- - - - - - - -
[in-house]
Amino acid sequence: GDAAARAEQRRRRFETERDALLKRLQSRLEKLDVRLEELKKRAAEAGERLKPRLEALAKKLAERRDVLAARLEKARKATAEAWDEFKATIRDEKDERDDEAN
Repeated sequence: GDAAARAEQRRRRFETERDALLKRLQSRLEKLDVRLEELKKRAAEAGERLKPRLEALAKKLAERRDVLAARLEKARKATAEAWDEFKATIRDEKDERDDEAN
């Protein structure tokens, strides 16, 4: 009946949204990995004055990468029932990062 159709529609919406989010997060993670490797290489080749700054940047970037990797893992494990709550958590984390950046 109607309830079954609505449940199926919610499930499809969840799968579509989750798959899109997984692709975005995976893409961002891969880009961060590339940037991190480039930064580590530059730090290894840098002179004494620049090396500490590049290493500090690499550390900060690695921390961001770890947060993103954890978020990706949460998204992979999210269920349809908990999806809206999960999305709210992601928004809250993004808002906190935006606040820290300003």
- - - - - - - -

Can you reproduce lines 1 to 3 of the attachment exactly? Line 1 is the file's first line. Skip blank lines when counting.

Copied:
[in-house]
Amino acid sequence: GDAAARAEQRRRRFETERDALLKRLQSRLEKLDVRLEELKKRAAEAGERLKPRLEALAKKLAERRDVLAARLEKARKATAEAWDEFKATIRDEKDERDDEAN
Repeated sequence: GDAAARAEQRRRRFETERDALLKRLQSRLEKLDVRLEELKKRAAEAGERLKPRLEALAKKLAERRDVLAARLEKARKATAEAWDEFKATIRDEKDERDDEAN